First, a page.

Shohei Ohtani Could Be A .300 Hitter Under MLB’s New Rules

Nothing has changed. Angels are still Angels.

He opened his season on Thursday night, doing what he has been known to do, throwing out another difficult effort by Shohei Ohtani, who reached base twice as a hitter and as a pitcher in a 2–1 loss. Recorded 10 strikeouts over six scoreless innings. for the Oakland Athletics.

If the eighth-inning slump and resulting loss were a sobering reality check for an Angels team that was hoping this season would be somehow different from their previous eight, then an extraordinary fourth-inning batting spree brought new hope. indicated the emergence of possibilities. Baseball star attraction.

Ohtani could once again homer over 40, as he did in his MVP season in 2021. He can once again dismiss more than 200 batsmen like he did last year.

Now, he might as well be batting .300.

Ohtani’s first hit of the season was insignificant in terms of the game, a grounder that was dropped by diver Tony Kemp and failed to score any runs. In a broader context, the single could represent a game changer for Ohtani and the Angels.

“Probably last year without a doubt,” said Angels manager Phil Nevin.

Under a new rule implemented by Major League Baseball, teams must have two infielders on each side of second base when a pitch is released. Shift restrictions can have a profound effect on left-handers like Ohtani.

Last year, when Ohtani batted .273, opposing defenses shifted against him in 88.3% of his plate appearances, according to the league’s Statcast system. That percentage would be zero this season, resulting in a marked improvement in his batting average.

“Until now, I think there was too much damage to left-handers,” Ohtani said in Japanese. “I think that makes it fair.”

Shohei Ohtani walks back to the dugout after striking out three in the sixth inning on Thursday against the Oakland Athletics.

Shohei Ohtani walks back to the dugout after striking out three in the sixth inning on Thursday against the Oakland Athletics.

(Jade Jacobson/Associated Press)

Ohtani won’t just be a power hitter this year. He will be a power hitter who also bats average.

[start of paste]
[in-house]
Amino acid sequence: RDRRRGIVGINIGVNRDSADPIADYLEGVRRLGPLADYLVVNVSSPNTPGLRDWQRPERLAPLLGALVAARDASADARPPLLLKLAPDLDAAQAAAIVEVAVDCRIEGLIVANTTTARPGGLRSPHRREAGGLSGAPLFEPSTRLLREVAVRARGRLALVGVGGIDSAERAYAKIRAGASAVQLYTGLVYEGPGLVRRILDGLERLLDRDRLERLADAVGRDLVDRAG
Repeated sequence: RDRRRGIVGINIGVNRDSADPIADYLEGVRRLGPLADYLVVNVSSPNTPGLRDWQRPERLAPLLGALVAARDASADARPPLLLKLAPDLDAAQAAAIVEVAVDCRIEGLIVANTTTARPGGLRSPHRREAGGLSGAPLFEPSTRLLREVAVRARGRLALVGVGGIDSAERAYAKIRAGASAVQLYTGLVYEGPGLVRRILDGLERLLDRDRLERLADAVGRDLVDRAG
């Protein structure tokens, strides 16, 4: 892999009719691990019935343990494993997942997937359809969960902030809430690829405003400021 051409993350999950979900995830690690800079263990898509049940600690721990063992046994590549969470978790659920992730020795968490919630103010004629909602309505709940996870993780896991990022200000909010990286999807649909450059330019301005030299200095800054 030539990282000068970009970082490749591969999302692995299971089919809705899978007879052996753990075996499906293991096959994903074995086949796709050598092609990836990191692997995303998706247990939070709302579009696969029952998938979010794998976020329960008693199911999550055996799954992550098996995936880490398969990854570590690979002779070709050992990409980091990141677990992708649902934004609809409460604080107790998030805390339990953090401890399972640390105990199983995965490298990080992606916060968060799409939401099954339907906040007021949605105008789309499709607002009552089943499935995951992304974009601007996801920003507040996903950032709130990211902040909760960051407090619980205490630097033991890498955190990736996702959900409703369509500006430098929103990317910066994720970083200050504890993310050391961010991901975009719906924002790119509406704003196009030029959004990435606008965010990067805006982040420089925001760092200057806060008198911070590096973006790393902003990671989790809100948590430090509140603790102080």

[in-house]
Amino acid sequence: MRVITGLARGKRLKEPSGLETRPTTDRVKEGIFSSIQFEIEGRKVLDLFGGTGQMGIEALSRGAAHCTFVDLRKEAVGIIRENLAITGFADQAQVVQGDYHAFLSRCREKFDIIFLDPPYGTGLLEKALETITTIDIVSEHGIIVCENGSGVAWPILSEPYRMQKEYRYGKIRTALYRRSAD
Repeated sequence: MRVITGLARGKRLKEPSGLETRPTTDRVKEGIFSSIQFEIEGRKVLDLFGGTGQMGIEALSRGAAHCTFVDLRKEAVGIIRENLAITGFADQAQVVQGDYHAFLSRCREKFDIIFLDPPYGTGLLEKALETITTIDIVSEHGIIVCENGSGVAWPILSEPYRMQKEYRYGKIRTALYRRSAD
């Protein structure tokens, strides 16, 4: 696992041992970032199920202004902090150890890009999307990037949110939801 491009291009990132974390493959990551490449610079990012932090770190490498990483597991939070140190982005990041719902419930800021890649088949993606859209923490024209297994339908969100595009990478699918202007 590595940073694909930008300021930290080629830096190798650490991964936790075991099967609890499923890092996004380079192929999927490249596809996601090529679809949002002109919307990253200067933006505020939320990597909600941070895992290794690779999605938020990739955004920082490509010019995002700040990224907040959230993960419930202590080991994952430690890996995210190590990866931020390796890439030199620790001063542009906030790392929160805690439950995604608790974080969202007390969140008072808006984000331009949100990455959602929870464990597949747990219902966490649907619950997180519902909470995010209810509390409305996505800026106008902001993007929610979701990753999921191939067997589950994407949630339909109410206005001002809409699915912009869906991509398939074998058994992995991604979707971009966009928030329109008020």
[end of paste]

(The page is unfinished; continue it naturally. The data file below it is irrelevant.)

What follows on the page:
His single on opening night at the Oakland Coliseum was a prime example of the kind of opportunities it would create for him.

Ohtani struck out on the second pitch of the at-bat, redirecting the high fastball to Athletics’ second baseman Kemp to right. Kemp could not reach the ball, which bounced to right field. Mike Trout, who started off the inning with a walk, advanced to second base.

Anthony Rendon, Hunter Renfro and Luis Rengifo failed to drive in Trout or Ohtani, but ignore for a moment how they were shut down by a pitcher entering a game with a career earned-run average of 8.03 in Kyle Mueller. Done.

Consider, instead, that Ohtani’s batted ball would have been an out under last year’s rules, perhaps even a double play.

Consider how many more hits Ohtani should get this year. This week, in the Freeway Series against the Dodgers, he singled twice from that side of the infield.

Shohei Ohtani, Mike Trout, Mookie Bates and Clayton Kershaw.

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Consider how well Ohtani runs and how much damage he can do on the basepaths.

Is there any question why the Athletics intentionally chose to walk Ohtani with two outs and Taylor Ward to second base in a one-run game?

Any question who should be seen as the favorite despite Aaron Judge’s opening day homer, the American League’s Most Valuable Player?

Ohtani, 28, is a career .267 hitter in the major leagues, but he could actually bat .300.

He should be able to bat .300.

Ohtani agreed.

Ohtani said, “I struck out twice today.” “I wish I could have taken a different approach. But if I can overcome those problems, I think I can aim for it.”

Over the years, Ohtani has talked about shifting his focus from team goals to individual goals due to the Angels’ inability to remain competitive.

While general manager Perry Minasian strengthened the lineup over the winter—”We’re going to score a lot of runs,” Nevin said—the continued absence of hard-hitting relievers once again became a problem.

Aaron Loup and Ryan Tapera’s opening night troubles are a preview of what’s to come over the next six months.

By the middle of the season, Ohtani could very well be relegated to chasing only personal benchmarks again.

He figured he was already a contender for the home run and ERA crowns. He may now be in a position to win the batting title as well.

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